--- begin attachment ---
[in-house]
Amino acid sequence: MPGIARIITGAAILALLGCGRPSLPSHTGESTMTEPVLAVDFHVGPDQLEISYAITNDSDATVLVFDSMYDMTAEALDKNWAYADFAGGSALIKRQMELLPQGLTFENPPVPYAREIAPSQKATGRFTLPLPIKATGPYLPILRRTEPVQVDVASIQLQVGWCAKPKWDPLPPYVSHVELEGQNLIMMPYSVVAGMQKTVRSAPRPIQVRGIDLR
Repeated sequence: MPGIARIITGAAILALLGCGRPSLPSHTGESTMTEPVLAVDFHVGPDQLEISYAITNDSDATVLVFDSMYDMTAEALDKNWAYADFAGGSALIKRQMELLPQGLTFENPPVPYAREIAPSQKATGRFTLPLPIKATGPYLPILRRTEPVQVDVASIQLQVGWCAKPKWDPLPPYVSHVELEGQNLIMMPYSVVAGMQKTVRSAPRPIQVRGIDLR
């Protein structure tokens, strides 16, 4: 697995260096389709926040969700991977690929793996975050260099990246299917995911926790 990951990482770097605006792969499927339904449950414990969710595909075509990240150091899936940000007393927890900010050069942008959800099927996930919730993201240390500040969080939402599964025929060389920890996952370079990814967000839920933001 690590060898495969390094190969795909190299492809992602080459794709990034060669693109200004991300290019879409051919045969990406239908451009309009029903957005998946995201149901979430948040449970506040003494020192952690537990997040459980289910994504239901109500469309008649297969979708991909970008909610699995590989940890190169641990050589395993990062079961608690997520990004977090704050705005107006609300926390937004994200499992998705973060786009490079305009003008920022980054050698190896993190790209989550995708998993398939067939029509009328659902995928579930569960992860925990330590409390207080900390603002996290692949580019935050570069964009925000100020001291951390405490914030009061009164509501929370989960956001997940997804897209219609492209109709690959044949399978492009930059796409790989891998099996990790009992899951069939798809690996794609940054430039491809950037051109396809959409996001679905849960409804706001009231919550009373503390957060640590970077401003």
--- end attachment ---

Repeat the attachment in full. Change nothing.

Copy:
[in-house]
Amino acid sequence: MPGIARIITGAAILALLGCGRPSLPSHTGESTMTEPVLAVDFHVGPDQLEISYAITNDSDATVLVFDSMYDMTAEALDKNWAYADFAGGSALIKRQMELLPQGLTFENPPVPYAREIAPSQKATGRFTLPLPIKATGPYLPILRRTEPVQVDVASIQLQVGWCAKPKWDPLPPYVSHVELEGQNLIMMPYSVVAGMQKTVRSAPRPIQVRGIDLR
Repeated sequence: MPGIARIITGAAILALLGCGRPSLPSHTGESTMTEPVLAVDFHVGPDQLEISYAITNDSDATVLVFDSMYDMTAEALDKNWAYADFAGGSALIKRQMELLPQGLTFENPPVPYAREIAPSQKATGRFTLPLPIKATGPYLPILRRTEPVQVDVASIQLQVGWCAKPKWDPLPPYVSHVELEGQNLIMMPYSVVAGMQKTVRSAPRPIQVRGIDLR
């Protein structure tokens, strides 16, 4: 697995260096389709926040969700991977690929793996975050260099990246299917995911926790 990951990482770097605006792969499927339904449950414990969710595909075509990240150091899936940000007393927890900010050069942008959800099927996930919730993201240390500040969080939402599964025929060389920890996952370079990814967000839920933001 690590060898495969390094190969795909190299492809992602080459794709990034060669693109200004991300290019879409051919045969990406239908451009309009029903957005998946995201149901979430948040449970506040003494020192952690537990997040459980289910994504239901109500469309008649297969979708991909970008909610699995590989940890190169641990050589395993990062079961608690997520990004977090704050705005107006609300926390937004994200499992998705973060786009490079305009003008920022980054050698190896993190790209989550995708998993398939067939029509009328659902995928579930569960992860925990330590409390207080900390603002996290692949580019935050570069964009925000100020001291951390405490914030009061009164509501929370989960956001997940997804897209219609492209109709690959044949399978492009930059796409790989891998099996990790009992899951069939798809690996794609940054430039491809950037051109396809959409996001679905849960409804706001009231919550009373503390957060640590970077401003």